In this first film adaptation of the 1927 hit Broadway play “Burlesque” (which starred Hal Skelly and Barbara Stanwyck), Skelly repeats his role of a struggling burlesque entertainer who marries a dancer, played by Nancy Carroll, and makes it big on Broadway only to find he can’t handle success. Directed by A. Edward Sutherland and John Cromwell, this early talking film captures the backstage environment and features a number of songs by the team of Richard A. Whiting, Sam Coslow and Leo Robin. “Burlesque” was remade in 1937 as “Swing High, Swing Low,” showing at the Packard Campus Theater on Dec. 16, and “When My Baby Smiles at Me” in 1948. 

Thursday, Dec. 7 (7:30 p.m.) 
“Road to Bali” (Paramount, 1952)
Bob Hope and Bing Crosby play a pair of vaudevillians on the run from a shotgun wedding who sign on to a deep-sea diving expedition in the South Pacific. There, they meet the lovely Princess Lala (Dorothy Lamour) and vie for her affections. The plot works as an excuse to introduce songs by Johnny Burke and Jimmy Van Heusen and a number of in-jokes from Hope. This sixth of the seven “Road to …” movies features several surprise cameo appearances from well-known stars of the day and is the only one filmed in Technicolor.

Friday, Dec. 8 (7:30 p.m.)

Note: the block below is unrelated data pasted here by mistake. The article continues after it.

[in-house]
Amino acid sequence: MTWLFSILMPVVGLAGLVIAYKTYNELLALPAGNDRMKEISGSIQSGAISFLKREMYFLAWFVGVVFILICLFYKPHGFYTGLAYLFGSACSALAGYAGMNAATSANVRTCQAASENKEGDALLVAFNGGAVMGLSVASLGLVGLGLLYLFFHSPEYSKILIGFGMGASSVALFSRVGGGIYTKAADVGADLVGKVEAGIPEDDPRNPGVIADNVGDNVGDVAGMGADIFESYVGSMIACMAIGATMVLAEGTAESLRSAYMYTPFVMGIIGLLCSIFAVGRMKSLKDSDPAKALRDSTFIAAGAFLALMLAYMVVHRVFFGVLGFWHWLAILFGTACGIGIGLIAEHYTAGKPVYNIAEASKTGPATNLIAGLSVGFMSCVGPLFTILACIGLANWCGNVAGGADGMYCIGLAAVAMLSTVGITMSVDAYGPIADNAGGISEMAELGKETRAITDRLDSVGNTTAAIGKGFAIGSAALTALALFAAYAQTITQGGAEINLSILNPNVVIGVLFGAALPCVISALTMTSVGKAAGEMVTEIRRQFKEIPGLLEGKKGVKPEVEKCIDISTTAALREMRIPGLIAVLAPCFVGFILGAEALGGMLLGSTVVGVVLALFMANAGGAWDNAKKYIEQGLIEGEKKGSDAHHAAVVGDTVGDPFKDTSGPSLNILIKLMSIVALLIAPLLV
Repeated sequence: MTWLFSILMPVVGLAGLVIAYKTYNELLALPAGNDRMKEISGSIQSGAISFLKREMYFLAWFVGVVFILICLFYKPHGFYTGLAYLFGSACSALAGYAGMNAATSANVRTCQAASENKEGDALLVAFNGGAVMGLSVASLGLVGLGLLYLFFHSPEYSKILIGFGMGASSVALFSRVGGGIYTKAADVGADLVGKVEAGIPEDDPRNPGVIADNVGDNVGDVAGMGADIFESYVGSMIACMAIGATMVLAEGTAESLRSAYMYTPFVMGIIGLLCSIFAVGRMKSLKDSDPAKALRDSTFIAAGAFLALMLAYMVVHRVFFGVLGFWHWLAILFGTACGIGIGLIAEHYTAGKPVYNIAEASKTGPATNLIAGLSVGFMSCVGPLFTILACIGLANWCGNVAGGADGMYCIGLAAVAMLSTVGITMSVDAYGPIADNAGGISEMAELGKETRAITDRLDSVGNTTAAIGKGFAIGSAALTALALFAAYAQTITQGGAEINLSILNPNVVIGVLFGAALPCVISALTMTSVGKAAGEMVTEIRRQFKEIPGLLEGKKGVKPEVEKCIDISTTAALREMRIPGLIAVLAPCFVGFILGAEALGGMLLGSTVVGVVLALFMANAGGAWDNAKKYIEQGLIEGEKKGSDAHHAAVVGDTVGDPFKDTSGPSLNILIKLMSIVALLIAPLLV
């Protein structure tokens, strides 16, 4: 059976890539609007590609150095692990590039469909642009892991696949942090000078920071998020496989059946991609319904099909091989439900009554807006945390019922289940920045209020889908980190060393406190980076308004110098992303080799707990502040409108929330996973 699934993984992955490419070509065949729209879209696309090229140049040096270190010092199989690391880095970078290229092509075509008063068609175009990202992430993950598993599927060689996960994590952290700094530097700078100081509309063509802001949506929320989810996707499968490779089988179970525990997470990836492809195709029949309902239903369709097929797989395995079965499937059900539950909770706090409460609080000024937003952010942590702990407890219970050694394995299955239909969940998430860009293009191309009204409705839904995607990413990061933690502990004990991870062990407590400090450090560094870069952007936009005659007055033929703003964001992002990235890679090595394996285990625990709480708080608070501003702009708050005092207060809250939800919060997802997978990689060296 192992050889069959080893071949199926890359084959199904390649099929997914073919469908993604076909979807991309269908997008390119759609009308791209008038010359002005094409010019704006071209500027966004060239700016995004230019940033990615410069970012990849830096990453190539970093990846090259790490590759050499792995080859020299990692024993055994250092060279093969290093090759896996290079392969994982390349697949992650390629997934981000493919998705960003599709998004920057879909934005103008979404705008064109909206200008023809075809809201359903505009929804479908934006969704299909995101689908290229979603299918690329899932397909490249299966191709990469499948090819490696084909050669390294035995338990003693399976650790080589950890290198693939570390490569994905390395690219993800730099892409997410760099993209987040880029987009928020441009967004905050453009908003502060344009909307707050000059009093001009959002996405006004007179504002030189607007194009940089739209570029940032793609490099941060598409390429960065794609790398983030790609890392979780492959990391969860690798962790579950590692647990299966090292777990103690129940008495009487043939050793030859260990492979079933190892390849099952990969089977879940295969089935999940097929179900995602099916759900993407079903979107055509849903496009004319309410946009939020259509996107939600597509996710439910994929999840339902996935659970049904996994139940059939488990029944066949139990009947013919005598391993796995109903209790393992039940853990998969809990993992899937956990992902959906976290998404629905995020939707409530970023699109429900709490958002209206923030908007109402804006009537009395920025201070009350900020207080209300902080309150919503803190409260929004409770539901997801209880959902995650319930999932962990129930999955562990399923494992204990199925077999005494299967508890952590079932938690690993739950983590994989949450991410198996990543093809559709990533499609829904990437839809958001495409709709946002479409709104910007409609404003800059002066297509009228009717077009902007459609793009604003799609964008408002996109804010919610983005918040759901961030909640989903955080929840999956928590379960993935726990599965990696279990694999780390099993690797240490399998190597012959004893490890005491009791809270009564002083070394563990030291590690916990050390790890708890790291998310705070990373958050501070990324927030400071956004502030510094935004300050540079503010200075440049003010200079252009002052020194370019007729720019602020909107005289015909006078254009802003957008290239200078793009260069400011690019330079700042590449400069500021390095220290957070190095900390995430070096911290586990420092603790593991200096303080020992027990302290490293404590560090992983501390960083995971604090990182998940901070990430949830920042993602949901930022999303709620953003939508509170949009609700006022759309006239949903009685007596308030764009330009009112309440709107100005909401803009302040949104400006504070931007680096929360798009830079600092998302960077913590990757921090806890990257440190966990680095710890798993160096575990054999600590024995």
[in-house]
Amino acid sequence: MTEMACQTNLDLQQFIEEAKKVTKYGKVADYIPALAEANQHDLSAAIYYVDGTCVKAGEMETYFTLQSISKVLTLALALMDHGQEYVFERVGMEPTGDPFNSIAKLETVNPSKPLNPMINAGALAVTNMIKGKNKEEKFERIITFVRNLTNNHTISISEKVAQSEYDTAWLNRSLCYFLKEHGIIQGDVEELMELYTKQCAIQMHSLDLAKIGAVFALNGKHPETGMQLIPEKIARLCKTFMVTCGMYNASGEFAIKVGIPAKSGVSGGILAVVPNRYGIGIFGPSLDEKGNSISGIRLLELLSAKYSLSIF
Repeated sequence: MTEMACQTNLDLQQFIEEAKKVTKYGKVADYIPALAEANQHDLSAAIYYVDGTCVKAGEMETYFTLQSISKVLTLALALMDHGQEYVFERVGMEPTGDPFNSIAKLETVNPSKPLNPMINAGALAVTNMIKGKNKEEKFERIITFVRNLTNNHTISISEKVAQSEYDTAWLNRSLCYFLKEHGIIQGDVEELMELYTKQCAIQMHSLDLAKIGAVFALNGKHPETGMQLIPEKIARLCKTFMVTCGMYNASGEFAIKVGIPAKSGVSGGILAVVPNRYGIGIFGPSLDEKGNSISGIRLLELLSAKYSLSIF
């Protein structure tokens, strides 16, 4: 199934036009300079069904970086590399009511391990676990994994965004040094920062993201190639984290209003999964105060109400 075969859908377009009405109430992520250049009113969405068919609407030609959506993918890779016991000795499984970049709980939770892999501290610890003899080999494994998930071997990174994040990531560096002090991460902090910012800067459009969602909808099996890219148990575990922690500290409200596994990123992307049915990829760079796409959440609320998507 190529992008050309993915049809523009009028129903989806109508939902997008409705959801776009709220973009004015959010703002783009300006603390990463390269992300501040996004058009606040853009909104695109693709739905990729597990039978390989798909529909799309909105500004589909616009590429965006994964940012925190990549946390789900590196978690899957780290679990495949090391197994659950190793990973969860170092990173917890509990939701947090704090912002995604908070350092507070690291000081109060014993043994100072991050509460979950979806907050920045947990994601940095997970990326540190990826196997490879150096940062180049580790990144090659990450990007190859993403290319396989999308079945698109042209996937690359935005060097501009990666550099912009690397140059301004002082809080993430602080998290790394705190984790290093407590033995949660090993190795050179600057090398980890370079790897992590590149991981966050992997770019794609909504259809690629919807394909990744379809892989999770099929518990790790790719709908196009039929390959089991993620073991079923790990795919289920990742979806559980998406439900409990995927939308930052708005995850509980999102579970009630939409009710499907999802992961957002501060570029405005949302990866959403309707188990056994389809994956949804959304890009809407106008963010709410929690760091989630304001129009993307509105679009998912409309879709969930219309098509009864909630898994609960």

“McLintock!” (United Artists, 1963)
John Wayne made a big hit at the box office as George Washington McLintock, an aging, self-made, hard-drinking cattle and land baron in this raucous Western comedy, loosely based on William Shakespeare’s “The Taming of the Shrew.” Maureen O'Hara, Wayne’s friend and co-star in “The Quiet Man” (1952), plays his estranged high-society wife Katherine, with his son Patrick Wayne, Stefanie Powers, Chill Wills and Yvonne De Carlo also highlighted in the cast. Michael Wayne, John’s eldest, earned his first credit as producer, while Andrew V. McLaglen, son of actor Victor McLaglen, handled the directing duties on his first major big-budget film. The project was filmed in Technicolor and Panavision and produced by Wayne’s company Batjac Productions.

Saturday, Dec. 9 (2 p.m.) 
Double Feature: 1930s Westerns
“Forlorn River” (Paramount, 1937) 
Based on the book by Zane Grey, “Forlorn River” stars Larry “Buster” Crabbe as a young cowboy named Nevada who takes a job on a ranch rounding up horses, but runs afoul of a former bank robber posing as a powerful cattleman who frames Nevada as a horse thief. Crabbe, a two-time Olympic swimmer before breaking into acting, is best known for playing Tarzan, Flash Gordon and Buck Rogers in serials and features. After his first two books were adapted to the screen, Grey formed his own motion picture company, which he later sold to Paramount Pictures. Between 1911 and 1996, 112 films were adapted from the novels and stories of Grey.